Built in 1921 at the Caldon Ship & Engineering works in Dundee, the Skerries
II (Original name). Driven by three-cylinder triple-expansion
engines with two boilers giving her 196hp. She went to work on the Liverpool to
Waterford route, carrying general cargo and 40 passengers to and from Ireland. It wasn't until 1946, when she was sold by the Clyde Shipping
Co and was bought by Dublin ship-owner Palgrave, Murphy & Co,
which had owned and lost several "City of" ships that she was given her new
name City of Waterford
In World War Two, she steamed from Cork to Glasgow carrying livestock and other foods to ease Britain's rationing problems. She was fitted out with a small gun and several machine guns to beat off submarine attacks, but seems to have avoided any contact, despite the many U-boats in the Irish Sea.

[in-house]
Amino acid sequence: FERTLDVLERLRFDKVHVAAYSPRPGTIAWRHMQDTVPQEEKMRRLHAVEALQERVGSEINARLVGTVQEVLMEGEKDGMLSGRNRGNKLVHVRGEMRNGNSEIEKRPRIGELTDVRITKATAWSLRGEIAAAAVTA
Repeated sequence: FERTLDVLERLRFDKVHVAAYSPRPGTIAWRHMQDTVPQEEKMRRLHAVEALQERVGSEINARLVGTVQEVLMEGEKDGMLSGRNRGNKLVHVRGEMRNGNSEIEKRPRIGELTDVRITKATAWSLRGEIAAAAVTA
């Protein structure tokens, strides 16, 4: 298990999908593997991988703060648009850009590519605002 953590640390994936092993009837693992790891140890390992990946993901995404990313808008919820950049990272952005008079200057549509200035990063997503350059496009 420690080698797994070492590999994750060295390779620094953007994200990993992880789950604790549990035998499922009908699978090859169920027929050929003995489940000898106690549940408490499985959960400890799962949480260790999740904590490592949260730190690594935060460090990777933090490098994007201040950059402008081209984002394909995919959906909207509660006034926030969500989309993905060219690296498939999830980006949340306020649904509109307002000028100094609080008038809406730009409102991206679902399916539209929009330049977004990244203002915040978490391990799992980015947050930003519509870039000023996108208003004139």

On 14 April, 1949, the City of Waterford was heading from Antwerp to Cork with 1000 tons of general cargo when she ran into thick fog about 12 miles west of Beachy Head. Unfortunately, in that same fog bank, but going the other way was a much bigger ship, the Marpessa, a 5500 ton Greek steamer. After the collision, the City of Waterford took very little time to sink, but her crew were all picked up safely.
She sits upright with a slight list to her port and lays East to West. She is largely intact and blue ceramic tiles are still in place in the galley together with lead lined sinks and cooking pots.
TO DIVE PAGE